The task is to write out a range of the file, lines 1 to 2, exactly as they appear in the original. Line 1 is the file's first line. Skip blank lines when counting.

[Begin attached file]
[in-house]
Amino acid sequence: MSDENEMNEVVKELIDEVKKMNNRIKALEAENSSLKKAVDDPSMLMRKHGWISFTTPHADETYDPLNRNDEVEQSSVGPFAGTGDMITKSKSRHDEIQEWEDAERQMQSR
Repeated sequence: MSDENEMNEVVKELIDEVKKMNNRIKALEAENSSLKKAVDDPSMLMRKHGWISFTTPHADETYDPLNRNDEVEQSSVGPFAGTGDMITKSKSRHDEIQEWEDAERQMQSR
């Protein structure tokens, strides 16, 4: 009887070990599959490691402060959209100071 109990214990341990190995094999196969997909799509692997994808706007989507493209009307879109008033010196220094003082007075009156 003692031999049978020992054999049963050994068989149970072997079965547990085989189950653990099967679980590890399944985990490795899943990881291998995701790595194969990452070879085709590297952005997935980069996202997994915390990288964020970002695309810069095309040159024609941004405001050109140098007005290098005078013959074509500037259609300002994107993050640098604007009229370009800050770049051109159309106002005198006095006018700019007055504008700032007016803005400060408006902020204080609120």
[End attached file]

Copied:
[in-house]
Amino acid sequence: MSDENEMNEVVKELIDEVKKMNNRIKALEAENSSLKKAVDDPSMLMRKHGWISFTTPHADETYDPLNRNDEVEQSSVGPFAGTGDMITKSKSRHDEIQEWEDAERQMQSR